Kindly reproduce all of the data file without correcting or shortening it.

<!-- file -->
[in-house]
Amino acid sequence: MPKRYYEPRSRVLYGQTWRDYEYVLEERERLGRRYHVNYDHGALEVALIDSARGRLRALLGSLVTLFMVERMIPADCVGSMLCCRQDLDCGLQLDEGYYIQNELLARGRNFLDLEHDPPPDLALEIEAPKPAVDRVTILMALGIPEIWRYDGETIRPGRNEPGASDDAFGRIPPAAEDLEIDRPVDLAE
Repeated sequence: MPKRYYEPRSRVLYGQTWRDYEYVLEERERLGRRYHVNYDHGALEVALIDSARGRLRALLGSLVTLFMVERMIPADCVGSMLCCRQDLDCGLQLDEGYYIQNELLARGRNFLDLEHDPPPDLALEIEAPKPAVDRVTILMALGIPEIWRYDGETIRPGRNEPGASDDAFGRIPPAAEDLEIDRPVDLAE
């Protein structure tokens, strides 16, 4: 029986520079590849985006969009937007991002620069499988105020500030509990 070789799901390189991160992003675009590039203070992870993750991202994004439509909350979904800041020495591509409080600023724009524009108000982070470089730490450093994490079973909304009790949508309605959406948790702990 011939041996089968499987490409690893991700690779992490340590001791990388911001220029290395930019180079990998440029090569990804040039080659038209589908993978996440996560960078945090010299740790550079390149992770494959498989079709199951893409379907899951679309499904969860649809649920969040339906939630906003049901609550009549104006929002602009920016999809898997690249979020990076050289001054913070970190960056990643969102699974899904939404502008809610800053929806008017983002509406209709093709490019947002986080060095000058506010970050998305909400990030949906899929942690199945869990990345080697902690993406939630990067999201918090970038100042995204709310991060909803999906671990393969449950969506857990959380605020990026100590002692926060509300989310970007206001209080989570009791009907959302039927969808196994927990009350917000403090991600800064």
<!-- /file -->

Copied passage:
[in-house]
Amino acid sequence: MPKRYYEPRSRVLYGQTWRDYEYVLEERERLGRRYHVNYDHGALEVALIDSARGRLRALLGSLVTLFMVERMIPADCVGSMLCCRQDLDCGLQLDEGYYIQNELLARGRNFLDLEHDPPPDLALEIEAPKPAVDRVTILMALGIPEIWRYDGETIRPGRNEPGASDDAFGRIPPAAEDLEIDRPVDLAE
Repeated sequence: MPKRYYEPRSRVLYGQTWRDYEYVLEERERLGRRYHVNYDHGALEVALIDSARGRLRALLGSLVTLFMVERMIPADCVGSMLCCRQDLDCGLQLDEGYYIQNELLARGRNFLDLEHDPPPDLALEIEAPKPAVDRVTILMALGIPEIWRYDGETIRPGRNEPGASDDAFGRIPPAAEDLEIDRPVDLAE
């Protein structure tokens, strides 16, 4: 029986520079590849985006969009937007991002620069499988105020500030509990 070789799901390189991160992003675009590039203070992870993750991202994004439509909350979904800041020495591509409080600023724009524009108000982070470089730490450093994490079973909304009790949508309605959406948790702990 011939041996089968499987490409690893991700690779992490340590001791990388911001220029290395930019180079990998440029090569990804040039080659038209589908993978996440996560960078945090010299740790550079390149992770494959498989079709199951893409379907899951679309499904969860649809649920969040339906939630906003049901609550009549104006929002602009920016999809898997690249979020990076050289001054913070970190960056990643969102699974899904939404502008809610800053929806008017983002509406209709093709490019947002986080060095000058506010970050998305909400990030949906899929942690199945869990990345080697902690993406939630990067999201918090970038100042995204709310991060909803999906671990393969449950969506857990959380605020990026100590002692926060509300989310970007206001209080989570009791009907959302039927969808196994927990009350917000403090991600800064």